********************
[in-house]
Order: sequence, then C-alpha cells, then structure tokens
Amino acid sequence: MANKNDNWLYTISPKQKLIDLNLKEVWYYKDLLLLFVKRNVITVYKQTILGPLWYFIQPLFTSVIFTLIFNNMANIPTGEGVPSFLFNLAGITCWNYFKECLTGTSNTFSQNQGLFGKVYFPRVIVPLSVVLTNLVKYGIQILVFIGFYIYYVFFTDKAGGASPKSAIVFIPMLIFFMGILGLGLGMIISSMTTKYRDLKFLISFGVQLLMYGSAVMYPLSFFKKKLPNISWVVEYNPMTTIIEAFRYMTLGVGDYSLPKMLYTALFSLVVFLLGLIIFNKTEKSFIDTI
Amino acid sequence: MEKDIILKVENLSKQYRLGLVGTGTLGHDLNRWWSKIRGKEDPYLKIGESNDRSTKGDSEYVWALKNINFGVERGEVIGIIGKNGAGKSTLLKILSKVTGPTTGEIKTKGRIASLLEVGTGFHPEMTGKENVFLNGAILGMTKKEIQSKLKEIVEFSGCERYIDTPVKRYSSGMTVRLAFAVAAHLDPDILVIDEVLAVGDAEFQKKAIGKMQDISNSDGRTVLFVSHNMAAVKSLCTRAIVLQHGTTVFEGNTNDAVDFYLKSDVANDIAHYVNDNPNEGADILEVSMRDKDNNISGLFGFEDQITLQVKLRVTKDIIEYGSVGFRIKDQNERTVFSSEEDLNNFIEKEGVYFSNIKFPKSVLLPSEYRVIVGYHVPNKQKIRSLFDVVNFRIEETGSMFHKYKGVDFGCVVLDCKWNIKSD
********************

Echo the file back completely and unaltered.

[in-house]
Order: sequence, then C-alpha cells, then structure tokens
Amino acid sequence: MANKNDNWLYTISPKQKLIDLNLKEVWYYKDLLLLFVKRNVITVYKQTILGPLWYFIQPLFTSVIFTLIFNNMANIPTGEGVPSFLFNLAGITCWNYFKECLTGTSNTFSQNQGLFGKVYFPRVIVPLSVVLTNLVKYGIQILVFIGFYIYYVFFTDKAGGASPKSAIVFIPMLIFFMGILGLGLGMIISSMTTKYRDLKFLISFGVQLLMYGSAVMYPLSFFKKKLPNISWVVEYNPMTTIIEAFRYMTLGVGDYSLPKMLYTALFSLVVFLLGLIIFNKTEKSFIDTI
Amino acid sequence: MEKDIILKVENLSKQYRLGLVGTGTLGHDLNRWWSKIRGKEDPYLKIGESNDRSTKGDSEYVWALKNINFGVERGEVIGIIGKNGAGKSTLLKILSKVTGPTTGEIKTKGRIASLLEVGTGFHPEMTGKENVFLNGAILGMTKKEIQSKLKEIVEFSGCERYIDTPVKRYSSGMTVRLAFAVAAHLDPDILVIDEVLAVGDAEFQKKAIGKMQDISNSDGRTVLFVSHNMAAVKSLCTRAIVLQHGTTVFEGNTNDAVDFYLKSDVANDIAHYVNDNPNEGADILEVSMRDKDNNISGLFGFEDQITLQVKLRVTKDIIEYGSVGFRIKDQNERTVFSSEEDLNNFIEKEGVYFSNIKFPKSVLLPSEYRVIVGYHVPNKQKIRSLFDVVNFRIEETGSMFHKYKGVDFGCVVLDCKWNIKSD